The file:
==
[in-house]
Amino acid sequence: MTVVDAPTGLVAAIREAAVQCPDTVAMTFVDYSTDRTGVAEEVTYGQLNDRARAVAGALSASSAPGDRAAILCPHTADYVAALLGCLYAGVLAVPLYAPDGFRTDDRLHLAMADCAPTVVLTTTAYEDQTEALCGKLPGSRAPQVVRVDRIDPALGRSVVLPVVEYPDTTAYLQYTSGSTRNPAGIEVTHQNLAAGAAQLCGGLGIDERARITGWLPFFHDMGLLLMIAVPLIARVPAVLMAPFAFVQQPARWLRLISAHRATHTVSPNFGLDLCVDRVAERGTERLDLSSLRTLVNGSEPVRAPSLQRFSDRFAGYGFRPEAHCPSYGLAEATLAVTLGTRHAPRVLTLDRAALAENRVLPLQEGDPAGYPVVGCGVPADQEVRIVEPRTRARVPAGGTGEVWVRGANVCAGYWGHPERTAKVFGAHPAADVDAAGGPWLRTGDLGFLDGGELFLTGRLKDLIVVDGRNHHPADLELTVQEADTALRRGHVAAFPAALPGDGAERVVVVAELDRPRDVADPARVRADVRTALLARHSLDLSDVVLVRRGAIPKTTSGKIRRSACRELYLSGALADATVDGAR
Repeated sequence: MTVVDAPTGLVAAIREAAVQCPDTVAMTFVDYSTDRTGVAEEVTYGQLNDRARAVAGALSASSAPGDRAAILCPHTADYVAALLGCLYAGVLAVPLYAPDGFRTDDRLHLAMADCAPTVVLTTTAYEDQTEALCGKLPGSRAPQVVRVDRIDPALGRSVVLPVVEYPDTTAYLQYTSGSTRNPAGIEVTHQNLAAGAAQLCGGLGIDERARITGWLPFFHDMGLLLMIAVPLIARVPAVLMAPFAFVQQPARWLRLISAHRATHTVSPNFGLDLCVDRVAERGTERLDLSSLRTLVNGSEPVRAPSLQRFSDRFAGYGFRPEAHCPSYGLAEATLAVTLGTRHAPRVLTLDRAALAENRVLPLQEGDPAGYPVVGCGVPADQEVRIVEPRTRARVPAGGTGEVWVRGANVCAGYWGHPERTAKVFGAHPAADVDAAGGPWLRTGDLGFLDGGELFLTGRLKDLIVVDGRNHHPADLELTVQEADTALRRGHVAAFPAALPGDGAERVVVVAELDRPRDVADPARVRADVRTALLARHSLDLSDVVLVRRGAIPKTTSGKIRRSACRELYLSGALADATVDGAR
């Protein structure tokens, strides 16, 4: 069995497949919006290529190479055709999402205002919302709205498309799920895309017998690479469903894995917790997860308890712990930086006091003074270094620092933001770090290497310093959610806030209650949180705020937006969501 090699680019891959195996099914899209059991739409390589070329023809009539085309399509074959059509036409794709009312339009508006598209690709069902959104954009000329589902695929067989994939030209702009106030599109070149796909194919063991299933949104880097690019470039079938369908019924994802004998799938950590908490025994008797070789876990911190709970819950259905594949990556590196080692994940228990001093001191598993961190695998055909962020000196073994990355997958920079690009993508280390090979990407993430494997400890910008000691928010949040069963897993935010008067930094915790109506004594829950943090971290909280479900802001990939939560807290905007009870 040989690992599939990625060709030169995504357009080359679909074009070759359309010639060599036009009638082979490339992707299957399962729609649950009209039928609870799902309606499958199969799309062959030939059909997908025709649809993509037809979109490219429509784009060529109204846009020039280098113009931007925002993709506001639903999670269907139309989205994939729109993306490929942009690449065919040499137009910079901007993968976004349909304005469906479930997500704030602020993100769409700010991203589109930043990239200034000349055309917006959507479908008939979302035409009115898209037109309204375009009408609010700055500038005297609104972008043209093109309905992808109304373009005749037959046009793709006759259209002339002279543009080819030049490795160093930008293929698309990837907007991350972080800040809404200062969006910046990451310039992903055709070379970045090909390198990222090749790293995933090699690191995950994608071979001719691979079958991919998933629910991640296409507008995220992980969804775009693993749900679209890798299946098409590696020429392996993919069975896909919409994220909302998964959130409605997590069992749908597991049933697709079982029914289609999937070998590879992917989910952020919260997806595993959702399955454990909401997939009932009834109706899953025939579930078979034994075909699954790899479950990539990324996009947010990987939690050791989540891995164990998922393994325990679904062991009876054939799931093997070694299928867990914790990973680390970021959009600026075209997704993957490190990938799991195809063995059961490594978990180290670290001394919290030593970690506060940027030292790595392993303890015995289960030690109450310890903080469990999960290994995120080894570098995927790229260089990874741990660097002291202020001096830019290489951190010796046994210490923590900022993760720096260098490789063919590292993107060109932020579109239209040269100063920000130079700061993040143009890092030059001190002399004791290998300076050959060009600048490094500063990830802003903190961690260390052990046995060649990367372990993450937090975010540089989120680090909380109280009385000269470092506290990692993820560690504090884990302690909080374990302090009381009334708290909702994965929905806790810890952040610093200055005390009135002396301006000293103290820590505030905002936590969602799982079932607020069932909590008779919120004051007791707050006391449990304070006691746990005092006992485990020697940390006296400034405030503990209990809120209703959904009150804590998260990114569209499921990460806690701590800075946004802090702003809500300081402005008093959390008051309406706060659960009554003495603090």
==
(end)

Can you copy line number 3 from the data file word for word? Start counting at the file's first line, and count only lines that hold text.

Repeated sequence: MTVVDAPTGLVAAIREAAVQCPDTVAMTFVDYSTDRTGVAEEVTYGQLNDRARAVAGALSASSAPGDRAAILCPHTADYVAALLGCLYAGVLAVPLYAPDGFRTDDRLHLAMADCAPTVVLTTTAYEDQTEALCGKLPGSRAPQVVRVDRIDPALGRSVVLPVVEYPDTTAYLQYTSGSTRNPAGIEVTHQNLAAGAAQLCGGLGIDERARITGWLPFFHDMGLLLMIAVPLIARVPAVLMAPFAFVQQPARWLRLISAHRATHTVSPNFGLDLCVDRVAERGTERLDLSSLRTLVNGSEPVRAPSLQRFSDRFAGYGFRPEAHCPSYGLAEATLAVTLGTRHAPRVLTLDRAALAENRVLPLQEGDPAGYPVVGCGVPADQEVRIVEPRTRARVPAGGTGEVWVRGANVCAGYWGHPERTAKVFGAHPAADVDAAGGPWLRTGDLGFLDGGELFLTGRLKDLIVVDGRNHHPADLELTVQEADTALRRGHVAAFPAALPGDGAERVVVVAELDRPRDVADPARVRADVRTALLARHSLDLSDVVLVRRGAIPKTTSGKIRRSACRELYLSGALADATVDGAR